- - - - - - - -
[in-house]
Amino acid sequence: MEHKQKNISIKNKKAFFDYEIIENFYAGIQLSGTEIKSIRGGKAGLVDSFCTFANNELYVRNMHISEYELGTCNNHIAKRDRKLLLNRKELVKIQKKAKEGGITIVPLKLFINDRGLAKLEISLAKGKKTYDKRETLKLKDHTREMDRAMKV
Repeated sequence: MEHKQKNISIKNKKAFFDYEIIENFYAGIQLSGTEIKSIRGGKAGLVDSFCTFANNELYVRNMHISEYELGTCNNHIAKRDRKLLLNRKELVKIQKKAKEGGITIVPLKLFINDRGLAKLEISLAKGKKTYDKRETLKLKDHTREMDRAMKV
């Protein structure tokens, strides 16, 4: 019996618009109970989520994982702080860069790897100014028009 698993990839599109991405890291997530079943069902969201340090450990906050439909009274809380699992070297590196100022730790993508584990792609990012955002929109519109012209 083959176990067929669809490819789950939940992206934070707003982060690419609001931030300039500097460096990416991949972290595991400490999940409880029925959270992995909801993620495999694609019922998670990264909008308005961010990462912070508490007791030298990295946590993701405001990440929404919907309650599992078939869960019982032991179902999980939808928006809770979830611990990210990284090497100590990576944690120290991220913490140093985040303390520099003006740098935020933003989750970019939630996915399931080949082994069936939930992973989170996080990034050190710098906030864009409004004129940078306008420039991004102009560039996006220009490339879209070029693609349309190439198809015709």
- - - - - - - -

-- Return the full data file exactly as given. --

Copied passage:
[in-house]
Amino acid sequence: MEHKQKNISIKNKKAFFDYEIIENFYAGIQLSGTEIKSIRGGKAGLVDSFCTFANNELYVRNMHISEYELGTCNNHIAKRDRKLLLNRKELVKIQKKAKEGGITIVPLKLFINDRGLAKLEISLAKGKKTYDKRETLKLKDHTREMDRAMKV
Repeated sequence: MEHKQKNISIKNKKAFFDYEIIENFYAGIQLSGTEIKSIRGGKAGLVDSFCTFANNELYVRNMHISEYELGTCNNHIAKRDRKLLLNRKELVKIQKKAKEGGITIVPLKLFINDRGLAKLEISLAKGKKTYDKRETLKLKDHTREMDRAMKV
């Protein structure tokens, strides 16, 4: 019996618009109970989520994982702080860069790897100014028009 698993990839599109991405890291997530079943069902969201340090450990906050439909009274809380699992070297590196100022730790993508584990792609990012955002929109519109012209 083959176990067929669809490819789950939940992206934070707003982060690419609001931030300039500097460096990416991949972290595991400490999940409880029925959270992995909801993620495999694609019922998670990264909008308005961010990462912070508490007791030298990295946590993701405001990440929404919907309650599992078939869960019982032991179902999980939808928006809770979830611990990210990284090497100590990576944690120290991220913490140093985040303390520099003006740098935020933003989750970019939630996915399931080949082994069936939930992973989170996080990034050190710098906030864009409004004129940078306008420039991004102009560039996006220009490339879209070029693609349309190439198809015709």